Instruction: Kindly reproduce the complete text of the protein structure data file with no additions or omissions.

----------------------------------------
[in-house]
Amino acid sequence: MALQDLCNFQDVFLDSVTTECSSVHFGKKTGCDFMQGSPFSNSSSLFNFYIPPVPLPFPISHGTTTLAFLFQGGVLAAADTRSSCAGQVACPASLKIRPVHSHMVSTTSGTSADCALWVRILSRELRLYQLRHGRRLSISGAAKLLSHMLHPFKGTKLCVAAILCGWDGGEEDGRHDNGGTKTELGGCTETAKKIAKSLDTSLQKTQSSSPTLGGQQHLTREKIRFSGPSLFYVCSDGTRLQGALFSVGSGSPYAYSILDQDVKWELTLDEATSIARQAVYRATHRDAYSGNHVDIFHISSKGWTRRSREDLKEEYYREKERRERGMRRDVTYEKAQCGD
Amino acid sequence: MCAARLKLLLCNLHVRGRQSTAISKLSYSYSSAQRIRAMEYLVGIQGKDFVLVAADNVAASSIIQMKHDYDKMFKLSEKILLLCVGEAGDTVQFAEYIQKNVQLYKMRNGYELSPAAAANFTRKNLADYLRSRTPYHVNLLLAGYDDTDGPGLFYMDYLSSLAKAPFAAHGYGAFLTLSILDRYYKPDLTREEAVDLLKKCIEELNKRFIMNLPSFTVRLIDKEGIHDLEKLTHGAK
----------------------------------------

[in-house]
Amino acid sequence: MALQDLCNFQDVFLDSVTTECSSVHFGKKTGCDFMQGSPFSNSSSLFNFYIPPVPLPFPISHGTTTLAFLFQGGVLAAADTRSSCAGQVACPASLKIRPVHSHMVSTTSGTSADCALWVRILSRELRLYQLRHGRRLSISGAAKLLSHMLHPFKGTKLCVAAILCGWDGGEEDGRHDNGGTKTELGGCTETAKKIAKSLDTSLQKTQSSSPTLGGQQHLTREKIRFSGPSLFYVCSDGTRLQGALFSVGSGSPYAYSILDQDVKWELTLDEATSIARQAVYRATHRDAYSGNHVDIFHISSKGWTRRSREDLKEEYYREKERRERGMRRDVTYEKAQCGD
Amino acid sequence: MCAARLKLLLCNLHVRGRQSTAISKLSYSYSSAQRIRAMEYLVGIQGKDFVLVAADNVAASSIIQMKHDYDKMFKLSEKILLLCVGEAGDTVQFAEYIQKNVQLYKMRNGYELSPAAAANFTRKNLADYLRSRTPYHVNLLLAGYDDTDGPGLFYMDYLSSLAKAPFAAHGYGAFLTLSILDRYYKPDLTREEAVDLLKKCIEELNKRFIMNLPSFTVRLIDKEGIHDLEKLTHGAK